The 2-stage tower is unbuttressed and has a shallow projecting turret offset to the R in the S wall and breaking through a string course between the stages. The S wall has stair lights in the turret, a clock below the parapet, a narrow window above the string course in the ringing chamber and a narrow belfry window with louvres. The W wall has a similar belfry window. The W window is 3 cusped lights under a square head, while the W door has a 2-centred head and C19 boarded door with strap hinges. An impost band continues around the S face. The N wall has a narrow opening above the porch and 2 simple belfry windows flanking a round black clock face above an engraved tablet commemorating the gift of the clock by Francis Tippins in 1875. The porch abuts the N side of the tower and has a 3-light W window with cusped heads, to the R of which is a projecting 2-stage turret, of which the upper stage turns polygonal under a pyramidal roof of stone slabs. The turret has a narrow doorway in the W wall, similar to the tower W doorway, and a small window above under a shouldered lintel. In the N wall is a lancet. The N wall of the porch has a doorway under a lancet arch and a hood mould with large head stops. Double doors have scrolled strap hinges.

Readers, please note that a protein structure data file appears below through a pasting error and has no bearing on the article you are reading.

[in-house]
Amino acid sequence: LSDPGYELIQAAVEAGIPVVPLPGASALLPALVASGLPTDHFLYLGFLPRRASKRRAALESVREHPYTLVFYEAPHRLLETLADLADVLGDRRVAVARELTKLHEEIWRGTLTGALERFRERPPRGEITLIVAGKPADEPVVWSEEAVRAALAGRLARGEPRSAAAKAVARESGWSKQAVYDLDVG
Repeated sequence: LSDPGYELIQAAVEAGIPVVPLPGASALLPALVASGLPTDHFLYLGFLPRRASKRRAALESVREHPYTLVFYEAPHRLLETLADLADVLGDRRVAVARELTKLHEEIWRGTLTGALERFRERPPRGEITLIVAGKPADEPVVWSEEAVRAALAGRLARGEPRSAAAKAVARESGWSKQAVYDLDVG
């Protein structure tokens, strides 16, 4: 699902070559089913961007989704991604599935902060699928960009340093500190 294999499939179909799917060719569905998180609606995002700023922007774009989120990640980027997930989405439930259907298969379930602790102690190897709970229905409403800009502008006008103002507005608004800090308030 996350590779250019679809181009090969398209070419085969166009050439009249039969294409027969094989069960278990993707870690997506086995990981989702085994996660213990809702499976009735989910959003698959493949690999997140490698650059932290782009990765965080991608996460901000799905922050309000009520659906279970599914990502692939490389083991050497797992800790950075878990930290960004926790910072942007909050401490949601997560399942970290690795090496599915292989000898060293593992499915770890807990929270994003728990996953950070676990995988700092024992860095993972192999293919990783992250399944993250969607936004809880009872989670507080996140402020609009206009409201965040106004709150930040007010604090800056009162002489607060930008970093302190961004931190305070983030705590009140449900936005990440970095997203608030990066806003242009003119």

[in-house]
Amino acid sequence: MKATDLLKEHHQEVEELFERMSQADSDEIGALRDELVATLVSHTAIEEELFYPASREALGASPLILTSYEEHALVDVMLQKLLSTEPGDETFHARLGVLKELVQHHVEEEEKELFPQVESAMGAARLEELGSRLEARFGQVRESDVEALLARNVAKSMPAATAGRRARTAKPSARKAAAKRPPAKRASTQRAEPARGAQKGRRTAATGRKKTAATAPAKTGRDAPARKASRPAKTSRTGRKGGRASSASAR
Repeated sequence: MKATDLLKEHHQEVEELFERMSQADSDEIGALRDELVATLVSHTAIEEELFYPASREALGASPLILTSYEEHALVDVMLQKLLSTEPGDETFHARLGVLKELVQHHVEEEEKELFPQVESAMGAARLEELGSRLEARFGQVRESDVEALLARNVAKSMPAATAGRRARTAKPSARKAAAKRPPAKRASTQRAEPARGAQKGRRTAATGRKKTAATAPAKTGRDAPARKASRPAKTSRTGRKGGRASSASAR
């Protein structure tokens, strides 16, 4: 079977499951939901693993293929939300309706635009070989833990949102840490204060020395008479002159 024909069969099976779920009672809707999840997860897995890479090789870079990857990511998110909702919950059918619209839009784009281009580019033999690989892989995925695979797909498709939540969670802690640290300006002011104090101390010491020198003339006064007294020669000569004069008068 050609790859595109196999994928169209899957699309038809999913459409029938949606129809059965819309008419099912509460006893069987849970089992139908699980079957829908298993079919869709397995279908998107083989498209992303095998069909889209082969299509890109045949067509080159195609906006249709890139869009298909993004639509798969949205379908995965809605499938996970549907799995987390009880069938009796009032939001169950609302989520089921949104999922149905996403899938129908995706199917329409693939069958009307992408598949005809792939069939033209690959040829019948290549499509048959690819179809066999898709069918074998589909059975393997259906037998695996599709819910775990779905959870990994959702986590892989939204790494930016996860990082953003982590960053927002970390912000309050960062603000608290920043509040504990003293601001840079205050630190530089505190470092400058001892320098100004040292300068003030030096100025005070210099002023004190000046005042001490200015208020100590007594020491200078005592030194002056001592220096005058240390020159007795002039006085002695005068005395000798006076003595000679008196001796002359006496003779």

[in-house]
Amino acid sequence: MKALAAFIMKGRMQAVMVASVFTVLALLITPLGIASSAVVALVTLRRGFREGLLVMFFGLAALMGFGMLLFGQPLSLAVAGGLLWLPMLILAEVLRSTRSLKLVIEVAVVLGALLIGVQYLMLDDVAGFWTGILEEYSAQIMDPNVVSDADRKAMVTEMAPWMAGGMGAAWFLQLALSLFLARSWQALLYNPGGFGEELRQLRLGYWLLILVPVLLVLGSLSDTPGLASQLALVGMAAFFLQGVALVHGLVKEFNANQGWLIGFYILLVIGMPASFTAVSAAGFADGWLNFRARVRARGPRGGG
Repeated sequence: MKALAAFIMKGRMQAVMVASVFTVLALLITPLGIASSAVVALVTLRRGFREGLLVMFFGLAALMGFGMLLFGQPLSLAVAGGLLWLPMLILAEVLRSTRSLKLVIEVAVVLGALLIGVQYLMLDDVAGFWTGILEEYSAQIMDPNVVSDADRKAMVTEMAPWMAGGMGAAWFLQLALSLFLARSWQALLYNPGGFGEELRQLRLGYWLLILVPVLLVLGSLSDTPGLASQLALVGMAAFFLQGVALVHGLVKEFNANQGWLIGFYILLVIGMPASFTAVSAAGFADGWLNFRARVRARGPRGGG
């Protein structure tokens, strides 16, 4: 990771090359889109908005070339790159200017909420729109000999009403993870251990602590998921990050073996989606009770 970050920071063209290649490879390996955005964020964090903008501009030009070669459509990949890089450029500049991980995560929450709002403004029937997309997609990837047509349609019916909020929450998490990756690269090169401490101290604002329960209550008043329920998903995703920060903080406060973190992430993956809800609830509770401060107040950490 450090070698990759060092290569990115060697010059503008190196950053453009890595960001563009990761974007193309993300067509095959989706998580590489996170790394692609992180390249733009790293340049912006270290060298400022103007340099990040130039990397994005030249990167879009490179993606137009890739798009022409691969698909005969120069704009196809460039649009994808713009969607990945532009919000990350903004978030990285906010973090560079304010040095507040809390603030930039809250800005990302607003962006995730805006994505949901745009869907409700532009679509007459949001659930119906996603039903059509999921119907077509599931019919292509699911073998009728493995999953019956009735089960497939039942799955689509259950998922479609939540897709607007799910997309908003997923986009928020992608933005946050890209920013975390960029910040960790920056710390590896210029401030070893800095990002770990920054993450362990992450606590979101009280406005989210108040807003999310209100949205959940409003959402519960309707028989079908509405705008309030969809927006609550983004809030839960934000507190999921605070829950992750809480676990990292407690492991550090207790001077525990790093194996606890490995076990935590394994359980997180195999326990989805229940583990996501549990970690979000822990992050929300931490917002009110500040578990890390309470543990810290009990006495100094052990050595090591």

The 'new church' is in Perpendicular style, of snecked, rock-faced stone with lighter Bath stone dressings, and a slate roof behind coped gables. The nave and chancel have eaves cornices incorporating 4-leaf flowers interspersed with grotesque heads. Three clerestorey windows each have 4 cusped lights. The E end has a parapet to the gable with a big 9-light window. Below it is a projecting vestry, its roof hidden behind a plain parapet. It has 3 mullioned windows in the E wall, a similar window and arched doorway with ribbed door in the S wall. The vestry also projects on the N side of the chancel, where there is a similar doorway with ribbed door, but flanked by 1-light windows all under a single hood mould. On the N side are stone steps to a crypt below the N transept. The N and S walls of the chancel both have shallow set-back corbelled shafts and a single 3-light transomed window. The transept has a 3-light N window above a 3-light square-headed crypt window, both with hood moulds. The embattled N aisle has oversized gargoyles. At the L end is a 2-centred moulded doorway with ribbed door and hood mould, flanked by cusped lancets. Further R are two 4-light windows. The W wall of the nave has a set-back N buttress with gablet. Above the apex of the W window is an attached shaft standing on a corbel, as if intended to be carried up as a pinnacle but cut off by the moulded coping of the parapet. The W window is 5 stepped lancets, and L of the porch is a square-headed 3-light window with hood mould. The aisle has a 2-light geometrical W window.

Interior